“Autonomy” by Lawrence Burns

I just finished listening to Autonomy by Lawrence Burns, a former VP of R&D at General Motors and a (former?) strategy consultant for Waymo. The focus of the book is the history of self-driving car R&D and the potential future impact on society. I’m disappointed that there isn’t more in the book about the actual technology.

Topics that are emphasized and repeatedly discussed in the book:

  • HD maps
  • lidar

Topics that are not discussed in the book:

  • neural networks
  • computer vision
  • machine learning, deep learning, reinforcement learning, imitation learning

This book was published in 2018.

At one point, the author seems to misdescribe Mobileye’s computer vision technology as comparing objects on the road to a large library of images. This sounds like a garbled description of a neural network.* Later, there is a brief mention of HW1 Autopilot — using Mobileye’s EyeQ chip — being taught to recognize vehicles, but it isn’t explained beyond that.

*Edit: The Mobileye chip could conceivably have used an outdated technology called a support-vector machine (SVM), sometimes referred to as a “shallow neural network”, instead of a deep neural network, so Burns’ description might be accurate. But, still, if this book were all you had to go on, you would not be aware of the existence of deep neural networks.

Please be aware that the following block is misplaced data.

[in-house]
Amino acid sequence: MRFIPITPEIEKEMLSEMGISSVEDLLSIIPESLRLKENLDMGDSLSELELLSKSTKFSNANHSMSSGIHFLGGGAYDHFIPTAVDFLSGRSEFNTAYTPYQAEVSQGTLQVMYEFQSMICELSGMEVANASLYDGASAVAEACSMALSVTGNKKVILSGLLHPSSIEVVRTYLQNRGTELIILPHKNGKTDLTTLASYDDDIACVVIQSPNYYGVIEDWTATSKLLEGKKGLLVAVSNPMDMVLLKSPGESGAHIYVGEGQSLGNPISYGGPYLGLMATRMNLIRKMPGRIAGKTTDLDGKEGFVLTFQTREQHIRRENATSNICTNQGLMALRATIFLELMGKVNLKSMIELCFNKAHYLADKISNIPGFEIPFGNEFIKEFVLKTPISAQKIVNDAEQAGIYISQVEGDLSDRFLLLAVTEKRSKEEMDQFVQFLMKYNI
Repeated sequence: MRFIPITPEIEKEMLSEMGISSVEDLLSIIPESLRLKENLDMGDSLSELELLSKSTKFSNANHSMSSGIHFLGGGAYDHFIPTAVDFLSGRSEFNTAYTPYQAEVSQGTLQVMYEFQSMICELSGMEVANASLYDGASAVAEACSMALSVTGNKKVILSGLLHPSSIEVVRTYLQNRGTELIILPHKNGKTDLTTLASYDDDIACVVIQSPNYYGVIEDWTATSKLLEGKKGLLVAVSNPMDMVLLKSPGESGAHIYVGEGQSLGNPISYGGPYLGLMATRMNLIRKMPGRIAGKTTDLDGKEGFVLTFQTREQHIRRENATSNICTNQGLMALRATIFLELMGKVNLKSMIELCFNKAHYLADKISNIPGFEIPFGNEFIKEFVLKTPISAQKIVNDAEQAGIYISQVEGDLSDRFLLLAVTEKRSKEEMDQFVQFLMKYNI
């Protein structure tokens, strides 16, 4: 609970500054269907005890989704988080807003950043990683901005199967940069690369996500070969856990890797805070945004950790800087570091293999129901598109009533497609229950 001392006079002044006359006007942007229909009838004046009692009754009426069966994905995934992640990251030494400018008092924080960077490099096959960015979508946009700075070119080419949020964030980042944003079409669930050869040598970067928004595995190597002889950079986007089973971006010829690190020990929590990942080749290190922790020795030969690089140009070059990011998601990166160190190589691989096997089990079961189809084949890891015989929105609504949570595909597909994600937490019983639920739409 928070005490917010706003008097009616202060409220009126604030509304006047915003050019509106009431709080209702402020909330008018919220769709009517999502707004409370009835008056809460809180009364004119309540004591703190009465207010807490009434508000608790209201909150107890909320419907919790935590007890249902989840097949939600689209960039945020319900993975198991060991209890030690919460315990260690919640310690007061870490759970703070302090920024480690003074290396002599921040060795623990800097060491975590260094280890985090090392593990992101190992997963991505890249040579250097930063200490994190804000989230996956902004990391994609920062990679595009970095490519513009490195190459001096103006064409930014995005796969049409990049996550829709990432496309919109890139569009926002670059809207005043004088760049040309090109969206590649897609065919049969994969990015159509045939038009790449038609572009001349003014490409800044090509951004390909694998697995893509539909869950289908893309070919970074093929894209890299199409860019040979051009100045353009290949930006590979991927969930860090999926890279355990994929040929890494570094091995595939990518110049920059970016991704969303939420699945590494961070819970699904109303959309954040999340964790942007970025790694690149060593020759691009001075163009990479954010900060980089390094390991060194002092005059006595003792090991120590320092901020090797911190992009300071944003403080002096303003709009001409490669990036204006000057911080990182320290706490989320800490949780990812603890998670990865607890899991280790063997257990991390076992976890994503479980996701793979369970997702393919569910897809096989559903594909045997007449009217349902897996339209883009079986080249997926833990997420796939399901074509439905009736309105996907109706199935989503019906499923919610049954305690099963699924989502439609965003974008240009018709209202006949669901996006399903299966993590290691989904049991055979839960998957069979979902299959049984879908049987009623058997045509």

The basic concept of a deep neural network or deep learning is not explained in the book. It only goes as far as to describe the “software” or “code” or “programming” of the vehicles, giving the impression that everything in a self-driving car is just conventional, hand-coded software. That hand-coded software is also only discussed in hazy, general terms.

The way I see it, autonomous cars would not be possible without deep neural networks (at a minimum for perception), yet from reading the book you wouldn’t even know they exist. You would think autonomous cars are just a matter of HD maps, lidar, and hand coding.

If you want to learn about the internal politics at Waymo, or hear stories from the DARPA Grand Challenge, then you might like this book. If you want to learn about the technology, I would recommend Lex Fridman’s free MIT course instead.

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